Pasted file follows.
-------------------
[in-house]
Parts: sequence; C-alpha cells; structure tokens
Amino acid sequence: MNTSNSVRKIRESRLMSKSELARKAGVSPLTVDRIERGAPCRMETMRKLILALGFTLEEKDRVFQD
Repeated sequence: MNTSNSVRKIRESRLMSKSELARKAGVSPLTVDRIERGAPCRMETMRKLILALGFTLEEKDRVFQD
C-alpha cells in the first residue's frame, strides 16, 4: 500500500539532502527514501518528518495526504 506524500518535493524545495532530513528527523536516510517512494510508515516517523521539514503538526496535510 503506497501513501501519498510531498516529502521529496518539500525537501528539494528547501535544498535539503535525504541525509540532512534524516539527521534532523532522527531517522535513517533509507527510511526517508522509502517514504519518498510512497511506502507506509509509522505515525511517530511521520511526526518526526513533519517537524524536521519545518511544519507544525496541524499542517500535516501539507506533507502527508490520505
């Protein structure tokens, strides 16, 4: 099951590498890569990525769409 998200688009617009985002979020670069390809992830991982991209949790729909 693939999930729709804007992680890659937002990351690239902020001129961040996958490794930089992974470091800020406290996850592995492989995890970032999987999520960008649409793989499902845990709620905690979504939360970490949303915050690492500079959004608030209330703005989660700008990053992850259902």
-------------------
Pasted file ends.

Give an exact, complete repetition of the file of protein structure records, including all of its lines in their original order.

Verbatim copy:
[in-house]
Parts: sequence; C-alpha cells; structure tokens
Amino acid sequence: MNTSNSVRKIRESRLMSKSELARKAGVSPLTVDRIERGAPCRMETMRKLILALGFTLEEKDRVFQD
Repeated sequence: MNTSNSVRKIRESRLMSKSELARKAGVSPLTVDRIERGAPCRMETMRKLILALGFTLEEKDRVFQD
C-alpha cells in the first residue's frame, strides 16, 4: 500500500539532502527514501518528518495526504 506524500518535493524545495532530513528527523536516510517512494510508515516517523521539514503538526496535510 503506497501513501501519498510531498516529502521529496518539500525537501528539494528547501535544498535539503535525504541525509540532512534524516539527521534532523532522527531517522535513517533509507527510511526517508522509502517514504519518498510512497511506502507506509509509522505515525511517530511521520511526526518526526513533519517537524524536521519545518511544519507544525496541524499542517500535516501539507506533507502527508490520505
């Protein structure tokens, strides 16, 4: 099951590498890569990525769409 998200688009617009985002979020670069390809992830991982991209949790729909 693939999930729709804007992680890659937002990351690239902020001129961040996958490794930089992974470091800020406290996850592995492989995890970032999987999520960008649409793989499902845990709620905690979504939360970490949303915050690492500079959004608030209330703005989660700008990053992850259902």